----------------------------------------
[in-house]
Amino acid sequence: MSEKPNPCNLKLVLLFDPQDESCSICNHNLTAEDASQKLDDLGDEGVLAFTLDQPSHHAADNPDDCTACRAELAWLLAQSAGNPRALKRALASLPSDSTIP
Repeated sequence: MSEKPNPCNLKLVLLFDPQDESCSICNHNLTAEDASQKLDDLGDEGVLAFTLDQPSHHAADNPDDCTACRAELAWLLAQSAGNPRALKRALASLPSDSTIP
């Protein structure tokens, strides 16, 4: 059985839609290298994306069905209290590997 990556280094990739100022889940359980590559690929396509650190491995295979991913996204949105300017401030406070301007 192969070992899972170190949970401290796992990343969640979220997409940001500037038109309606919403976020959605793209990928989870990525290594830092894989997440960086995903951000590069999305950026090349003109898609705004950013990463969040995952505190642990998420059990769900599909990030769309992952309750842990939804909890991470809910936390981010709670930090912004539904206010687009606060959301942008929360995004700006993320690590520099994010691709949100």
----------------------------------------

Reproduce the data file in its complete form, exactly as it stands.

[in-house]
Amino acid sequence: MSEKPNPCNLKLVLLFDPQDESCSICNHNLTAEDASQKLDDLGDEGVLAFTLDQPSHHAADNPDDCTACRAELAWLLAQSAGNPRALKRALASLPSDSTIP
Repeated sequence: MSEKPNPCNLKLVLLFDPQDESCSICNHNLTAEDASQKLDDLGDEGVLAFTLDQPSHHAADNPDDCTACRAELAWLLAQSAGNPRALKRALASLPSDSTIP
């Protein structure tokens, strides 16, 4: 059985839609290298994306069905209290590997 990556280094990739100022889940359980590559690929396509650190491995295979991913996204949105300017401030406070301007 192969070992899972170190949970401290796992990343969640979220997409940001500037038109309606919403976020959605793209990928989870990525290594830092894989997440960086995903951000590069999305950026090349003109898609705004950013990463969040995952505190642990998420059990769900599909990030769309992952309750842990939804909890991470809910936390981010709670930090912004539904206010687009606060959301942008929360995004700006993320690590520099994010691709949100």